I returned home from a two-day business meeting today to see a flier from congressional candidate Bruce Braley. This mailing in particular caught my eye because it showed the Telegraph Herald masthead. The flier reprinted Sunday's TH editorial, which endorsed Braley by a slight margin over Republican Mike Whalen.
That's OK. Candidates have long touted their newspaper endorsements. Braley's web site announces endorsements by the TH and The Des Moines Register. Whalen's site does the same with the Quad-City Times (Davenport) and The Gazette (Cedar Rapids). It is somewhat flattering that the candidates consider endorsements important.
However, I am unhappy. The flier conveniently omits the portion of the editorial that takes issue with Braley on health care.
When I receive the courtesy of a request to reprint something we published, I stipulate that the piece must be reprinted "as is," without alterations, unless we give specific approval. The reason: We don’t want others misrepresenting our work. I feel that is exactly what happened here.
No one from the Braley campaign contacted me, and I would not have OK'd the way our editorial was manipulated. As the flier depicts it, a reader might erroneously conclude that our editorial had nothing good to say about Whalen (except general reference to both candidates being "solid" and "capable"). That was not the case.
I’m sure the Braley camp will point to the disclaimer. In tiny type -- not even a capital letter is used – the flier states, editorial excerpted.
Here is the portion of our editorial the Braley camp did not share with voters:
However, Whalen scores more points than Braley on the issue of health care. Both candidates acknowledge that the current system needs repair. However, Braley would move toward universal health care to help the 47 million Americans without coverage. Turning over all health care to the federal government is not a good idea. What assurance do citizens have that government is up to the task, and could provide for quality and timely care at an affordable cost? The recent implementation of a Medicare prescription plan surely won't inspire a vote of confidence. Whalen's suggestion that health care be more consumer-driven, with his "private, personal, portable" plan, is more realistic.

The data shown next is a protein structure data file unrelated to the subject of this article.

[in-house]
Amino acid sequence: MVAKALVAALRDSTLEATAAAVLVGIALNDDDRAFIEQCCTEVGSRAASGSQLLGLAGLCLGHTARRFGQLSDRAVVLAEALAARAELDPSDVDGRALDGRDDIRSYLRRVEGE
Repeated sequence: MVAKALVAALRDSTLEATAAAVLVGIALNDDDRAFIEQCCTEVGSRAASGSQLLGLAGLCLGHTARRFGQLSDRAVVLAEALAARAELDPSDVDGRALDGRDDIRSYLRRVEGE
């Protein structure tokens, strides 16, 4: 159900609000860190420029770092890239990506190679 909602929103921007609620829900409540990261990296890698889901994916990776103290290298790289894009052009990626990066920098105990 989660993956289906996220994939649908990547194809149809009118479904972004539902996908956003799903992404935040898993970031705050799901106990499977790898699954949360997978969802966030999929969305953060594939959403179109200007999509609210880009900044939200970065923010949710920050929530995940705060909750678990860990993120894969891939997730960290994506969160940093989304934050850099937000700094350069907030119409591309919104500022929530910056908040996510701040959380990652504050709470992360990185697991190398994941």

Both candidates have good ideas and, if elected, would challenge the problems. Unfortunately, voters might not realize that about them. Both Braley and Whalen allowed a partisan free-for-all advertising campaign of wild accusations and misstatements about their opponents. Unfortunately, neither had the political courage to call on their respective parties to take down ads that clearly misrepresent (if not out-and-out lie) about their opponents' positions, and there were some they personally approved. That is the biggest disappointment of this campaign.On the positive side, the Braley web site does carry the entire editorial, including the section above, without alteration.
In any case, I do not appreciate how Braley manipulated and misrepresented our endorsement.